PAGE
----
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  • Writer's pictureIzzy Siebert

Marion Bridge: A Brilliantly Staged Story of Sisterhood

For a show that is beautifully challenging and heartbreakingly tender, don't miss Marion Bridge! Theatre Aezir’s production runs at the Palace Theatre until March 10th. Read on for our five-star review and get your tickets now!


Canadian playwright Daniel MacIvor’s award-winning play tells the story of three sisters reunited for their dying mother’s final days. It’s a strong script, sparking laughter and tears with its sharp dialogue and richly compelling monologues. However, it is Theatre Aezir’s talented cast of three that elevates the story to excellence under the direction of Mike Semple. The show is produced by Elizabeth Durand, Artistic Director of Theatre Aezir.


The three sisters at the heart of Marion Bridge: Agnes, Theresa, and Louise.

The eldest sister, Agnes (Carolyn Grace Hall), leads a seemingly glamorous Toronto life but faces a shattered past when that is stripped back. Throughout the play, she desperately attempts to rebuild relationships, not only with her youngest sister but also with a daughter she was forced to give up. At the same time, Agnes interrogates whether forgiveness is possible or deserved when it comes to her mother and father.


Theresa (Karalyn Riepert) attempts to hold the family together, even while the foundation of her beliefs is shaken. She strives to be the peacemaker and a voice of reason, yet her own doubts and fears creep in. The youngest sister, Louise (Jessica Pereira), has an earnestness that brings moments of levity to the show. However, she struggles with feeling disconnected, not only from her family but from the world at large.


It’s an emotionally charged play that the actors handle with skill. Each character has incredible depth, but the true power comes when they play off of one another. From ferocious fights to tender moments of connection, the sisters' relationships felt so genuine.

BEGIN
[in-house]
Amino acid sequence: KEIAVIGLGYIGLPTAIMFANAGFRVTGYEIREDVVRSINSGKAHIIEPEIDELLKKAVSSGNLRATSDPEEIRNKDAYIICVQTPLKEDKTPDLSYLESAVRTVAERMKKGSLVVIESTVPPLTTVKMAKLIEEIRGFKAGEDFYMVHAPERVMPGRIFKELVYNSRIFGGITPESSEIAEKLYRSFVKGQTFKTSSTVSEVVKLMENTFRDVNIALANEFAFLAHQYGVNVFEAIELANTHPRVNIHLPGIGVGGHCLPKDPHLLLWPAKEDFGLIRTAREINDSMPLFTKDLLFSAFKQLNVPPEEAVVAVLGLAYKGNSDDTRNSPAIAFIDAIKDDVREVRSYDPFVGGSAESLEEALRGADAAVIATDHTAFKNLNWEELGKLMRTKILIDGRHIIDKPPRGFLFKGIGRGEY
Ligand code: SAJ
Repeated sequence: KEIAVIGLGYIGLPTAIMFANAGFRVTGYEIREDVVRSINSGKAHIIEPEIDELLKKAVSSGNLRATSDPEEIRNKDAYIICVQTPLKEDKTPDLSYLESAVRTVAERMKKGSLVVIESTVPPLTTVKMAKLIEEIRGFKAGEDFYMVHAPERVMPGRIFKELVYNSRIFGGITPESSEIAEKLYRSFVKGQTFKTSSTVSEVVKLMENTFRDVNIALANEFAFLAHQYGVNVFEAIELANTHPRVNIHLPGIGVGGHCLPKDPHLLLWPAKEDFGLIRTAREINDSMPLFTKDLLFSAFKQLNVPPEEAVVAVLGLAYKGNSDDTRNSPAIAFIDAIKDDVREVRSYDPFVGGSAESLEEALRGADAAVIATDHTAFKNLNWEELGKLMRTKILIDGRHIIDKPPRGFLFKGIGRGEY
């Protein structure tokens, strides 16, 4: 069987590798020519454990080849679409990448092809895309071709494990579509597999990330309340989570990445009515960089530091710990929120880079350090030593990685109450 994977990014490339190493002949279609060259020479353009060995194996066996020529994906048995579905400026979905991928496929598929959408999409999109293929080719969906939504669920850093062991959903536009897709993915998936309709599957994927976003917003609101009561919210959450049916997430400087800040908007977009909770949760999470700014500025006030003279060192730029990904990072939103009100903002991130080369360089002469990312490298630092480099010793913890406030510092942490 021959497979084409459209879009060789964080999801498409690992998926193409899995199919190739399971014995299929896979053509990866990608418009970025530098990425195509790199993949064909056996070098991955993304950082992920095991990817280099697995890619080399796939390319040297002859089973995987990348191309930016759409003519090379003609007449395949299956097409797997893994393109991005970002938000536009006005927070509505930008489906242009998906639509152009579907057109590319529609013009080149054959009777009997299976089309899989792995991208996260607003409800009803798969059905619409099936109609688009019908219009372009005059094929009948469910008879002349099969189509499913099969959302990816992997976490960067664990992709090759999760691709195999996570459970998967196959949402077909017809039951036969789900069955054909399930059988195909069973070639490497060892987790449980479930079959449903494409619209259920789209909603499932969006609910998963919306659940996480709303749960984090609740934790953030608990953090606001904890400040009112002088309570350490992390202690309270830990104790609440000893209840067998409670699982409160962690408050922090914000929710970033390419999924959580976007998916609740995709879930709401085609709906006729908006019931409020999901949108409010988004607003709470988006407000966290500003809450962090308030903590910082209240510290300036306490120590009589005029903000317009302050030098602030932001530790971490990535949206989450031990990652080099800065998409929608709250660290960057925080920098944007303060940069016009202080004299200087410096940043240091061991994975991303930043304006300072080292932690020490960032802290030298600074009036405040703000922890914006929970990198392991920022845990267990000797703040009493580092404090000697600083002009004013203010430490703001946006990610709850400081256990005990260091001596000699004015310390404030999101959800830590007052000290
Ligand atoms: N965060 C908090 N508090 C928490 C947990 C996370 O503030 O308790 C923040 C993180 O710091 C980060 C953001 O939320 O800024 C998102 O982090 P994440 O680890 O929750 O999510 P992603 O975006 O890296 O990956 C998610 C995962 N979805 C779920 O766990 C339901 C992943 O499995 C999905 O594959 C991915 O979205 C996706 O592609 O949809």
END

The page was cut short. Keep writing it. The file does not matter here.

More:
Procunier Hall is a small space whose constraints present challenges to any production, yet Marion Bridge is the exact type of show meant to be staged there. In a unique twist, seating surrounds the living room set on three sides, allowing the audience to experience the actors’ performances in unparalleled intimacy.


The closeness of the audience is essential considering the content of the show and the incredibly nuanced performances. The small space of Procunier Hall means not a single word or expression is lost, even in the show’s quietest and most heartbreaking moments. It feels as if the audience has been invited into the family home. At times, the actors look right into your eyes as they speak, pulling you irresistibly into their stories.


The three sisters take their final bows.

Costuming also played a beautiful role in painting an immersive story of these characters’ lives, including their developments and changes. Theresa’s floral dresses and skirts turn more casual in the second act as she struggles with the core of her identity. The colours in Louise’s last sweater, echoing her mother’s final notes, was especially touching.


In the end, what is Marion Bridge? A rural town that inadvertently takes on significance, a place that symbolizes a flawed family's past. Each sister holds different memories of their childhood, and the ways they feel and experience these memories impacts their lives. The end of the play represents healing and a step towards a future where relationships can be rewritten without pasts being erased. For all the heartache, Marion Bridge is a play about the hope we can hold when we are supported by others. 



After such a fantastic production, I will definitely be keeping my eye on what Theatre Aezir does next. An up-and-coming nonprofit in London, they pride themselves on producing professional shows and “theatre that makes you think.” To ensure that theatre is accessible for young people, Theatre Aezir offers deep discounts for people 30 and under.


Don't miss this phenomenal show! The final run of performances for Marion Bridge is from March 6-10, including evening and matinee shows. Get your tickets today on the Palace Theatre’s website.

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